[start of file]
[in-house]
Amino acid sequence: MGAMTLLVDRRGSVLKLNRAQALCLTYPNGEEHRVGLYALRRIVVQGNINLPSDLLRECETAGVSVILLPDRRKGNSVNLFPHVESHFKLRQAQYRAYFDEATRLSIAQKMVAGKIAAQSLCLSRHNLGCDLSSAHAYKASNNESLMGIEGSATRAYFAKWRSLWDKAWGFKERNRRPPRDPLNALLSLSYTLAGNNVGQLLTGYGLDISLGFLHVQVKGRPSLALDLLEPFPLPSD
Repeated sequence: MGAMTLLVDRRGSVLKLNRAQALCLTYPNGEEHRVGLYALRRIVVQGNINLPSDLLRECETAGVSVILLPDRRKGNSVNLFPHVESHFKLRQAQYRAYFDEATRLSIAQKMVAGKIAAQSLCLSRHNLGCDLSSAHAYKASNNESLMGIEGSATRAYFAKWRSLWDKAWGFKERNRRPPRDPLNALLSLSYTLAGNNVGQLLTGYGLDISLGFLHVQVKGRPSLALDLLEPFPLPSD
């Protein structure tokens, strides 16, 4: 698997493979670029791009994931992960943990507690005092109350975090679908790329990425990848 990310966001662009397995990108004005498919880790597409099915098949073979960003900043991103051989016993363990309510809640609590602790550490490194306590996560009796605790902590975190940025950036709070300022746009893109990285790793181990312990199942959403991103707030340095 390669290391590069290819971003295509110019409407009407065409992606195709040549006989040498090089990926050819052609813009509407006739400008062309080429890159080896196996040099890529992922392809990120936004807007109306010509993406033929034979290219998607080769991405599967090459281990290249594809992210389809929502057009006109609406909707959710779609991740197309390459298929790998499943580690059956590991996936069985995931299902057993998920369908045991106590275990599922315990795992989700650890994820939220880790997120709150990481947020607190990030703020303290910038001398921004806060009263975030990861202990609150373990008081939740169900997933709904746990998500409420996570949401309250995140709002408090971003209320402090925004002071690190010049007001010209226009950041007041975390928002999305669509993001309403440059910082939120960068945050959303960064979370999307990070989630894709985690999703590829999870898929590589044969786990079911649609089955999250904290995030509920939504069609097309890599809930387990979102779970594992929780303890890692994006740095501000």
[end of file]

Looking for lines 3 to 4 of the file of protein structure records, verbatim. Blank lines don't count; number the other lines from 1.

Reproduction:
Repeated sequence: MGAMTLLVDRRGSVLKLNRAQALCLTYPNGEEHRVGLYALRRIVVQGNINLPSDLLRECETAGVSVILLPDRRKGNSVNLFPHVESHFKLRQAQYRAYFDEATRLSIAQKMVAGKIAAQSLCLSRHNLGCDLSSAHAYKASNNESLMGIEGSATRAYFAKWRSLWDKAWGFKERNRRPPRDPLNALLSLSYTLAGNNVGQLLTGYGLDISLGFLHVQVKGRPSLALDLLEPFPLPSD
């Protein structure tokens, strides 16, 4: 698997493979670029791009994931992960943990507690005092109350975090679908790329990425990848 990310966001662009397995990108004005498919880790597409099915098949073979960003900043991103051989016993363990309510809640609590602790550490490194306590996560009796605790902590975190940025950036709070300022746009893109990285790793181990312990199942959403991103707030340095 390669290391590069290819971003295509110019409407009407065409992606195709040549006989040498090089990926050819052609813009509407006739400008062309080429890159080896196996040099890529992922392809990120936004807007109306010509993406033929034979290219998607080769991405599967090459281990290249594809992210389809929502057009006109609406909707959710779609991740197309390459298929790998499943580690059956590991996936069985995931299902057993998920369908045991106590275990599922315990795992989700650890994820939220880790997120709150990481947020607190990030703020303290910038001398921004806060009263975030990861202990609150373990008081939740169900997933709904746990998500409420996570949401309250995140709002408090971003209320402090925004002071690190010049007001010209226009950041007041975390928002999305669509993001309403440059910082939120960068945050959303960064979370999307990070989630894709985690999703590829999870898929590589044969786990079911649609089955999250904290995030509920939504069609097309890599809930387990979102779970594992929780303890890692994006740095501000």